For the next few hundred years, no significant breakthroughs were made in the search for pi. Gradually, the lead passed from Europe to the East in the next several centuries. The earliest value of pi used in China was 3. In 263 AD, Liu Hui independently discovered the method used by Bryson and Antiphon, and calculated the perimeters of regular inscribed polygons from 12 up to 192 sides, and arrived at the value pi = 3.14159, which is absolutely correct as far as the first five digits go. Near the end of the 5th century, Tsu Ch’ung-chih and his son Tsu Keng-chih came up with astonishing results, when they calculated 3.1415926 < pi < 3.1415927. The father and son duo used inscribed polygons with as many as 24,576 sides. Soon after, the Hindu mathematician Aryabhata gave the ‘accurate’ value 62,832/20,000 = 3.1416 (as opposed to Archimedes’ ‘inaccurate’ 22/7 which was frequently used), but he apparently never used it, nor did anyone else for several centuries.
Another Indian mathematician, Brahmagupta, took a novel approach. He calculated the perimeters of inscribed polygons with 12, 24, 48, and 96 sides as (9.65, (9.81, (9.86, and (9.87 respectively. And then, armed with this information, he made the leap of faith that as the polygons approached the circle, the perimeter, and therefore pi, would approach the square root of 10 [=3.162…]. He was, of course, quite wrong. Although this is not as accurate as other values that had already been calculated, it gained quite a bit of popularity as an approximation for pi for at least a few hundred years. Maybe because the square root of 10 is so easy to convey and remember, this was the value that spread from India to Europe and was used by mathematicians… throughout the Middle Ages. By the 9th century, mathematics and science prospered in the Arab cultures. It is unclear whether the Arabian mathematician, Mohammed ibn Musa al’Khwarizmi, attempted to calculate pi, but it is clear which values he used. He used the approximations 3 1/ 7, the square root of 10, and 62,832/20,000. Strangely, though, the last and most accurate value was seemingly forgotten by the Arabs and replaced by less accurate values.
Madhava is sometimes called the greatest mathematician-astronomer of medieval India. He came from the town of Sangamagrama in Kerala, near the southern tip of India, and founded the Kerala School of Astronomy and Mathematics in the late 14th Century. Although almost all of Madhava’s original work is lost, he is referred to in the work of later Kerala mathematicians as the source for several infinite series expansions (including the sine, cosine, tangent and arctangent functions and the value of π), representing the first steps from the traditional finite processes of algebra to considerations of the infinite, with its implications for the future development of calculus and mathematical analysis. Unlike most previous cultures, which had been rather nervous about the concept of infinity, Madhava was more than happy to play around with infinity, particularly infinite series. He showed how, although one can be approximated by adding a half plus a quarter plus an eighth plus a sixteenth, etc, (as even the ancient Egyptians and Greeks had known), the exact total of one can only be achieved by adding up infinitely many fractions. But Madhava went further and linked the idea of an infinite series with geometry and trigonometry. He realized that, by successively adding and subtracting different odd number fractions to infinity, he could home in on an exact formula for π (this was two centuries before Leibniz was to come to the same conclusion in Europe). Through his application of this series, Madhava obtained a value for π correct to an astonishing 13 decimal places. Madhava’s use of infinite series to approximate a range of trigonometric functions, which were further developed by his successors at the Kerala School, effectively laid the foundations for the later development of calculus and analysis, and either he or his disciples developed an early form of integration for simple functions. Some historians have suggested that Madhava’s work, through the writings of the Kerala School, may have been transmitted to Europe via Jesuit missionaries and traders who were active around the ancient port of Cochin (Kochi) at the time, and may have had an influence on later European developments in calculus.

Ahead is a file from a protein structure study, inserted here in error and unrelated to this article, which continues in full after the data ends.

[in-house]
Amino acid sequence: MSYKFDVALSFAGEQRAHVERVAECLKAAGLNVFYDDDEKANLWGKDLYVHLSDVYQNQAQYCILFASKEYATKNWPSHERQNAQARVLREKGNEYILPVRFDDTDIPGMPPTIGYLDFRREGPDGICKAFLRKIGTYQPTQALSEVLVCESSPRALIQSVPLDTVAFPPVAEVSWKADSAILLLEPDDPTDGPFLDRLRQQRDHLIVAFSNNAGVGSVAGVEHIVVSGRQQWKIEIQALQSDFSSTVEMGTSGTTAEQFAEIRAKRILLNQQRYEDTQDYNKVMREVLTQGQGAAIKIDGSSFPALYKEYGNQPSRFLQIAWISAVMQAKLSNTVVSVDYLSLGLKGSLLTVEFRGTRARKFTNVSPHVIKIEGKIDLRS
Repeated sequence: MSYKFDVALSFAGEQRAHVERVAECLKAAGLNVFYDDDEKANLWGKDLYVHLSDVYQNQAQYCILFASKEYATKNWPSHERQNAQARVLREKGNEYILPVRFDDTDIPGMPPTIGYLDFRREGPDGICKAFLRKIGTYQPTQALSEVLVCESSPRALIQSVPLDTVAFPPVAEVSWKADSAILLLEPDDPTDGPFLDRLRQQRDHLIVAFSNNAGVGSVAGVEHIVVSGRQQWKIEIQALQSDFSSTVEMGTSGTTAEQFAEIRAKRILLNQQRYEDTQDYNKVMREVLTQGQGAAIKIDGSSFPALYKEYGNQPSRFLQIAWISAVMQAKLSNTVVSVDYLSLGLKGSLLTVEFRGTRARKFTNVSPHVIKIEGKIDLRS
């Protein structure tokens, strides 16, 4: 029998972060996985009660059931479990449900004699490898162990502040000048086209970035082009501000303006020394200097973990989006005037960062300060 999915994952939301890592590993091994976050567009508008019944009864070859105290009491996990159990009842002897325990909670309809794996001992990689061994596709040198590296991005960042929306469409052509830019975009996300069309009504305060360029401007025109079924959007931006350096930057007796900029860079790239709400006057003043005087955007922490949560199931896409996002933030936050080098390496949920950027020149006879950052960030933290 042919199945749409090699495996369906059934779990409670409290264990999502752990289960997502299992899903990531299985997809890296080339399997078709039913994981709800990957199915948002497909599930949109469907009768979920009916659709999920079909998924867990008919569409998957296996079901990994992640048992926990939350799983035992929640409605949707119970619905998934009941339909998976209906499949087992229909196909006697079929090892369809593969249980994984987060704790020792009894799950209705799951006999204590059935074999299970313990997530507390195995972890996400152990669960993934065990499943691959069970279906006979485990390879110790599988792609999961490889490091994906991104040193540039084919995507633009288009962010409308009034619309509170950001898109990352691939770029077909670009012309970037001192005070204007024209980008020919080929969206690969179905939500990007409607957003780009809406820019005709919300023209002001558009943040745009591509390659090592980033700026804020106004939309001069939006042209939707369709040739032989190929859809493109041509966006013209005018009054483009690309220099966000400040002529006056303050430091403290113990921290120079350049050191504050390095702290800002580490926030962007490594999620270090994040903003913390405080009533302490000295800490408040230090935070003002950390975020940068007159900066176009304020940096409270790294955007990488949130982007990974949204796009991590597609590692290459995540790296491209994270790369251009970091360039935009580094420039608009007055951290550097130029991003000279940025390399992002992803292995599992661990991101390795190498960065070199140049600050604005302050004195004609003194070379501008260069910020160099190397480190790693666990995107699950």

After this, little progress was made until a pi explosion in the end of the 16th century. Françleois Viéte, a French lawyer and amateur mathematician, used Archimedes’ method, starting with two hexagons and doubling the number of sides sixteen times, to finish with 393,216 sides. His final result was that 3.1415926535 < pi < 3.1415926537. More importantly, though, Viéte became the first man in history to describe pi using an infinite product. Unfortunately, his formula is not too useful in calculating because it requires too many iterations before convergence, and the square roots become quite complicated. Even he did not even use his own formula in his calculation of pi. In 1593, Adrianus Romanus used a circumscribed polygon with 230 sides to compute pi to 17 digits after the decimal, of which 15 were correct. Just three years later, a German named Ludolph Van Ceulen presented 20 digits, using the Archimedean method with polygons with over 500 million sides. Van Ceulen spent a great part of his life hunting for pi, and by the time he died in 1610, he had accurately found 35 digits. His accomplishments were considered so extraordinary that the digits were cut into his tombstone in St. Peter’s Churchyard in Leyden. Still today, Germans refer to pi as the Ludolphian Number to honor the man who had such great perseverance.
It should be noted that up to this point, there was no symbol to signify the ratio of a circle’s circumference to its diameter. This changed in 1647 when William Oughtred published Clavis Mathematicae and used (/) to denote the ratio. In 1706, William Jones used the symbol pi to represent the ratio. It was not immediately embraced, until 1737, when Leonhard Euler began using the symbol pi; then it was quickly accepted.